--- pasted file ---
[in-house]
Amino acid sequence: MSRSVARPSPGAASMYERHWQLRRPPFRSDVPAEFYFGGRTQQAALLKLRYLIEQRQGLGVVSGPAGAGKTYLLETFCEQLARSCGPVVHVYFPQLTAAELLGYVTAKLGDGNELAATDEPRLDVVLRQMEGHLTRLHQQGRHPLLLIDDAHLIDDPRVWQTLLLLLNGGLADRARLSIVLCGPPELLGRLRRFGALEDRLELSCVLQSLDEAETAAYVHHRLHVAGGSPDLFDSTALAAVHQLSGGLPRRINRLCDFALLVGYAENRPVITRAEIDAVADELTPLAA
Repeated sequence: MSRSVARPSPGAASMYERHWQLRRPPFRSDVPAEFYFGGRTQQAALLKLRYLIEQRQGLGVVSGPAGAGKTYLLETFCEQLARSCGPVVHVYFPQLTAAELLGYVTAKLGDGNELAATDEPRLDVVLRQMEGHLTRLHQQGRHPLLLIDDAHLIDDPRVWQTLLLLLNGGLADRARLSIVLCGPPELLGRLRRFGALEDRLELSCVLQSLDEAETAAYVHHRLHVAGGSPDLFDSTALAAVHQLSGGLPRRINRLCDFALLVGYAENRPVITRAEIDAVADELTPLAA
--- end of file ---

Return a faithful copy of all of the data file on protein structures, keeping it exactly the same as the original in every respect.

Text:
[in-house]
Amino acid sequence: MSRSVARPSPGAASMYERHWQLRRPPFRSDVPAEFYFGGRTQQAALLKLRYLIEQRQGLGVVSGPAGAGKTYLLETFCEQLARSCGPVVHVYFPQLTAAELLGYVTAKLGDGNELAATDEPRLDVVLRQMEGHLTRLHQQGRHPLLLIDDAHLIDDPRVWQTLLLLLNGGLADRARLSIVLCGPPELLGRLRRFGALEDRLELSCVLQSLDEAETAAYVHHRLHVAGGSPDLFDSTALAAVHQLSGGLPRRINRLCDFALLVGYAENRPVITRAEIDAVADELTPLAA
Repeated sequence: MSRSVARPSPGAASMYERHWQLRRPPFRSDVPAEFYFGGRTQQAALLKLRYLIEQRQGLGVVSGPAGAGKTYLLETFCEQLARSCGPVVHVYFPQLTAAELLGYVTAKLGDGNELAATDEPRLDVVLRQMEGHLTRLHQQGRHPLLLIDDAHLIDDPRVWQTLLLLLNGGLADRARLSIVLCGPPELLGRLRRFGALEDRLELSCVLQSLDEAETAAYVHHRLHVAGGSPDLFDSTALAAVHQLSGGLPRRINRLCDFALLVGYAENRPVITRAEIDAVADELTPLAA